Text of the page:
rampallian, a term of abuse common in the old dramatists, and
more commonly spelled "rampallion," possibly with some connection in the mind of the speaker with a ramping lion, one who
springs upon a person as a bailiff might. Cp. the more modern term "rapscallion": fustilarian, apparently a coinage of Falstaff's
mint, and possibly from Lat. fustis, a cudgel, or one who carries
a cudgel, as a bailiff's follower did.
59. Stand from him, let go of him.
63. some, the Hostess does not understand the Chief-Justice's
67. the mare, the night-mare; an incubus to whose agency
horrible dreams, accompanied by oppression of the breast, were
supposed to be due; the word in this sense is, says Skeat, from
the root mar, to pound, crush.
68, 9. what man ... exclamation? how could any man of a
noble nature so wrong a woman as to provoke her to such a
tempest of reproaches as those with which she justly assails you?
71. to come by her own, to recover what is due to her.
73, 4. thyself ... too, you would admit that you owe me not
only the money I claim but yourself in marriage: Steevens says
that in articles parcel-gilt, i,e. partly gilt, the gilding was upon
those parts only that were embossed, i.e. in relief.
75. Dolphin-chamber. It was customary to give particular
names to each room in an inn; cp. Ft. I. ii. 4. 30, "Score a pint
of bastard in the Half- Moon"; 1. 42, "look down into the
76. Wheeson, Whitsun; the week beginning with Whit-Sunday, i.e. white Sunday, seven weeks after Easter. The origin of
the term is supposed to be from that season being specially appointed for christenings and ordinations, at which ceremonies
white garments were worn. For the minute prolixity of the Hostess's speech here compare that of the garrulous old Nurse
in R. J. i. 2. 16 et seqq.
77. broke this head, cracked the skin of your head, so that the
blood flowed from it; cp. R. J. i. 3. 38, "she broke her BROW,"
i.e. bruised her forehead: liking, likening; cp. i. H. VI. iv. 6.
48, "like me to the peasant boys of France."
79. my lady. As a knight, Falstaff could bring that title to the
woman he married; cp. K. J. i. 1. 184, "Well, now can I make
any Joan a lady," said by the newly knighted Faulconbridge.
80. goodwife Keech, my gossip Keech; the word Keech means
the fat of an ox or a cow, rolled up by the butcher in a round
lump, and so is appropriately given here to the wife of a butcher,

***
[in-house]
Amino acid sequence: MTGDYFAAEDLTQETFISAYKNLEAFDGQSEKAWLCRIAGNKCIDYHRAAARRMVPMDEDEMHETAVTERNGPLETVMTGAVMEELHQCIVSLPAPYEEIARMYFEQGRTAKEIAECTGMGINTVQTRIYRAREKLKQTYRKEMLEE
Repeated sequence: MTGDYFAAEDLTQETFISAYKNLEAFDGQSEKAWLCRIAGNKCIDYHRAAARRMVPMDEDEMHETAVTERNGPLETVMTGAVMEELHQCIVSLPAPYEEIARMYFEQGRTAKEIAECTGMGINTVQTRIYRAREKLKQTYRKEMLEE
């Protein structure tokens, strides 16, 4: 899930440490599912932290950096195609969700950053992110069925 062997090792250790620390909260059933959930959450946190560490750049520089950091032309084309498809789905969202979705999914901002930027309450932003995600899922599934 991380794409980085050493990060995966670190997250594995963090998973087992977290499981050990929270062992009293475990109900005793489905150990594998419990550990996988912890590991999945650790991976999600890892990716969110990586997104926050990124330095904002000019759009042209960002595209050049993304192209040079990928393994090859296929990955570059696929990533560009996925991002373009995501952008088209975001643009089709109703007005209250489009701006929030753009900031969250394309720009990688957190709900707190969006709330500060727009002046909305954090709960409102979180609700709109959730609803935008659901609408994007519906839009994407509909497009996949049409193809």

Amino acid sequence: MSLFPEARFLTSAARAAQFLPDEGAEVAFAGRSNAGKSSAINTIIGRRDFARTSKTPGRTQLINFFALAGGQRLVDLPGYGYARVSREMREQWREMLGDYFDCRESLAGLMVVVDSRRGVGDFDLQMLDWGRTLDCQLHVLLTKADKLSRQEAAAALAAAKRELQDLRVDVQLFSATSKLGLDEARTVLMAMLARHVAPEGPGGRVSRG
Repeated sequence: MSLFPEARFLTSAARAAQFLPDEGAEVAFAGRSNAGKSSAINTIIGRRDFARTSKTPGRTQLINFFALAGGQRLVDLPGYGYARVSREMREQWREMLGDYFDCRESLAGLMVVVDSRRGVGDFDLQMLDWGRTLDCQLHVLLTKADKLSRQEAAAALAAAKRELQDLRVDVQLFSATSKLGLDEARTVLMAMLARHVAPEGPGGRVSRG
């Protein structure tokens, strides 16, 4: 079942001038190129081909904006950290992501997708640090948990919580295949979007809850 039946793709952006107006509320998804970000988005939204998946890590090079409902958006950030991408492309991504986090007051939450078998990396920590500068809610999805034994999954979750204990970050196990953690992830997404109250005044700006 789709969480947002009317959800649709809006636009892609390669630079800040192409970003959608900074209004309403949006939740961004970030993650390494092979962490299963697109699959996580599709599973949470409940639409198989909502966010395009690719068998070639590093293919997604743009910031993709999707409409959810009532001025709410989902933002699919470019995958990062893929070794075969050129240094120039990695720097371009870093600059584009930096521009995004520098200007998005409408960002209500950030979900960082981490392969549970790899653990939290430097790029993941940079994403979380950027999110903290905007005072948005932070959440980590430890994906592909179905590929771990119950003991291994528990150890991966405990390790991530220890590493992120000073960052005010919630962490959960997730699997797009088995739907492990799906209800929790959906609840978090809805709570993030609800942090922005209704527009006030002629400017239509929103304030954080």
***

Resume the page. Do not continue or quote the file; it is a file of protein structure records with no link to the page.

as in H. VIII. i. 1. 55, it is applied to Wolsey, a butcher's son.
81. gossip, literally 'related in God,' i.e. one who stands
sponsor in baptism for a child. "Gossips, then," says Trench,
Eng. Past and Present, "are first the sponsors, brought by the act
of a common sponsorship into affinity and near familiarity with one another; secondly, these sponsors, who being thus brought
together, allow themselves with one another in familiar, and then in trivial and idle, talk; thirdly, they are any who allow
themselves in this trivial and idle talk" ... so cronies, intimate friends; nowadays the word is used only of the idle talk of such
82. a mess of vinegar, a portion, small quantity of vinegar;
properly that which is set on the table, from O. F. mes, Low Lat.
mittere, to place; Malone compares the Scriptural phrase "a
mess of pottage."
83. whereby, whereupon.
84. a green wound, a fresh, not yet healed, wound.
85. 6. to be ... people, not to allow such low people to be on
such familiar terms with me as to call me "gossip Quickly" and
borrow trifles of me in this way.
87. call me madam, call me "my lady," use terms of respect
88. I put thee ... book-oath, I call upon you to answer, taking
your Bible-oath to the truth of your words.
90, 1. up and down the town, publicly, wherever she goes.
92. in good case, comfortably off, not the poor woman she now
is: distracted her, driven her out of her senses.
93, 4. I may ... against them, I may be set free and they be
punished for having dared to arrest me.
98. such more ... sauciness, such impudence as deserves a
stronger term than sauciness.
98, 9. can thrust ... consideration, can deter me from taking a
fair view of the case and seeing justice done to the poor woman.
105, 6. with sterling ... repentance. The Chief-Justice puns
upon the words sterling and current, which are used of coin
that passes as of good, full, recognised, value; sterling, a
shortened form of "easterling," the Easterlings or North German merchants being the first moneyers in England.
107. sneap, rebuke, reprimand; to "sneap" = to pinch, check,
is connected with to "snub"; for its literal sense, cp. L. L. L.
i. 1. 100, "Biron is like an envious sneaping frost That bites the